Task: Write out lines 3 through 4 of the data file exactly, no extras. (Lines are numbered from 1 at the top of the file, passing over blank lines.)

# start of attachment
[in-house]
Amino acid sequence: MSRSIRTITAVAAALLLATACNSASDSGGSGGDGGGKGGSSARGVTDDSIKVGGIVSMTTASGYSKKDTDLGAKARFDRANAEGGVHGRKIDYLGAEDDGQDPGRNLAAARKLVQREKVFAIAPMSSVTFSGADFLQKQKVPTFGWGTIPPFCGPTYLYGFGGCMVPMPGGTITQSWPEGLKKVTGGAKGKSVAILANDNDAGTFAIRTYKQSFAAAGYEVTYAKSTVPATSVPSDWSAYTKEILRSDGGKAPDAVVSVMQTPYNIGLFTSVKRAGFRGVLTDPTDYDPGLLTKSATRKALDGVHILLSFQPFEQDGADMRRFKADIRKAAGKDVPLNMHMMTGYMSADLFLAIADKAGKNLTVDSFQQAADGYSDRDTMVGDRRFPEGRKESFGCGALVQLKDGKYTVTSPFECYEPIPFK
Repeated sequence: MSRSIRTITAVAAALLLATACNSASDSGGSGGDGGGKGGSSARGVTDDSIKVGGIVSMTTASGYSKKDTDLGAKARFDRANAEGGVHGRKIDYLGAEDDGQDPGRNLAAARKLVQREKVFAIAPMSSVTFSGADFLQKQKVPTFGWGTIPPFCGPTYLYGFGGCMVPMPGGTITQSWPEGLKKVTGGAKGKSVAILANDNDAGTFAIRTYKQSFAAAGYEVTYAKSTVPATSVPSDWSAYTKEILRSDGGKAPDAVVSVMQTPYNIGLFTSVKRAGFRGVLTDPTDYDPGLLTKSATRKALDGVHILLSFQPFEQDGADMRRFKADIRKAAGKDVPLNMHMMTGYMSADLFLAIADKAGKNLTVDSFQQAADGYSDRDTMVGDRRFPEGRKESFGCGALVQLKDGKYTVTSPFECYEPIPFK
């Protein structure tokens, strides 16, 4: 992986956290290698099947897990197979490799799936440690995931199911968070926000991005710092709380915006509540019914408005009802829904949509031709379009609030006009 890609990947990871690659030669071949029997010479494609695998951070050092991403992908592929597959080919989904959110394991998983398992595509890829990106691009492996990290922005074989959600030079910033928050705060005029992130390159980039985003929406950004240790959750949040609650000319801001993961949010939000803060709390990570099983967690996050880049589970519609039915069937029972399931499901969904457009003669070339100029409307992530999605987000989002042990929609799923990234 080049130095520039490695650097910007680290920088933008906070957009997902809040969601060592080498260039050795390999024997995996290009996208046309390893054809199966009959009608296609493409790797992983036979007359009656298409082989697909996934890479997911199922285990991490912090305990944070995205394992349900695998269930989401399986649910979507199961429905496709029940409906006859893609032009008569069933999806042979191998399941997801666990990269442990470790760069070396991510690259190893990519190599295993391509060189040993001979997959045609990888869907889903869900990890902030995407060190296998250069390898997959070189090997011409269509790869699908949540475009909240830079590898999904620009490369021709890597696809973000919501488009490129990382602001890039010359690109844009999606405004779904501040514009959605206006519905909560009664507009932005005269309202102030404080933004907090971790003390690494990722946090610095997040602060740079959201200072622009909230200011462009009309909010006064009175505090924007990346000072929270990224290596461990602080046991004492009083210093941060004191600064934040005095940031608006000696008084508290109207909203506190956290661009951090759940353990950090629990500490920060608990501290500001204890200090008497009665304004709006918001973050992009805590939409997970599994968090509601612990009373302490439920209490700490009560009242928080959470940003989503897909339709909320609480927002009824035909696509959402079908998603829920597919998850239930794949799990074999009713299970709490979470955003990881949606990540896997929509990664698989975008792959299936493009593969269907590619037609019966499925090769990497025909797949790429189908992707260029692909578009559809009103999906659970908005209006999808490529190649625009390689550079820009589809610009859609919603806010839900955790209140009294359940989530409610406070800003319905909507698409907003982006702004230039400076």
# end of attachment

Repeated sequence: MSRSIRTITAVAAALLLATACNSASDSGGSGGDGGGKGGSSARGVTDDSIKVGGIVSMTTASGYSKKDTDLGAKARFDRANAEGGVHGRKIDYLGAEDDGQDPGRNLAAARKLVQREKVFAIAPMSSVTFSGADFLQKQKVPTFGWGTIPPFCGPTYLYGFGGCMVPMPGGTITQSWPEGLKKVTGGAKGKSVAILANDNDAGTFAIRTYKQSFAAAGYEVTYAKSTVPATSVPSDWSAYTKEILRSDGGKAPDAVVSVMQTPYNIGLFTSVKRAGFRGVLTDPTDYDPGLLTKSATRKALDGVHILLSFQPFEQDGADMRRFKADIRKAAGKDVPLNMHMMTGYMSADLFLAIADKAGKNLTVDSFQQAADGYSDRDTMVGDRRFPEGRKESFGCGALVQLKDGKYTVTSPFECYEPIPFK
């Protein structure tokens, strides 16, 4: 992986956290290698099947897990197979490799799936440690995931199911968070926000991005710092709380915006509540019914408005009802829904949509031709379009609030006009 890609990947990871690659030669071949029997010479494609695998951070050092991403992908592929597959080919989904959110394991998983398992595509890829990106691009492996990290922005074989959600030079910033928050705060005029992130390159980039985003929406950004240790959750949040609650000319801001993961949010939000803060709390990570099983967690996050880049589970519609039915069937029972399931499901969904457009003669070339100029409307992530999605987000989002042990929609799923990234 080049130095520039490695650097910007680290920088933008906070957009997902809040969601060592080498260039050795390999024997995996290009996208046309390893054809199966009959009608296609493409790797992983036979007359009656298409082989697909996934890479997911199922285990991490912090305990944070995205394992349900695998269930989401399986649910979507199961429905496709029940409906006859893609032009008569069933999806042979191998399941997801666990990269442990470790760069070396991510690259190893990519190599295993391509060189040993001979997959045609990888869907889903869900990890902030995407060190296998250069390898997959070189090997011409269509790869699908949540475009909240830079590898999904620009490369021709890597696809973000919501488009490129990382602001890039010359690109844009999606405004779904501040514009959605206006519905909560009664507009932005005269309202102030404080933004907090971790003390690494990722946090610095997040602060740079959201200072622009909230200011462009009309909010006064009175505090924007990346000072929270990224290596461990602080046991004492009083210093941060004191600064934040005095940031608006000696008084508290109207909203506190956290661009951090759940353990950090629990500490920060608990501290500001204890200090008497009665304004709006918001973050992009805590939409997970599994968090509601612990009373302490439920209490700490009560009242928080959470940003989503897909339709909320609480927002009824035909696509959402079908998603829920597919998850239930794949799990074999009713299970709490979470955003990881949606990540896997929509990664698989975008792959299936493009593969269907590619037609019966499925090769990497025909797949790429189908992707260029692909578009559809009103999906659970908005209006999808490529190649625009390689550079820009589809610009859609919603806010839900955790209140009294359940989530409610406070800003319905909507698409907003982006702004230039400076």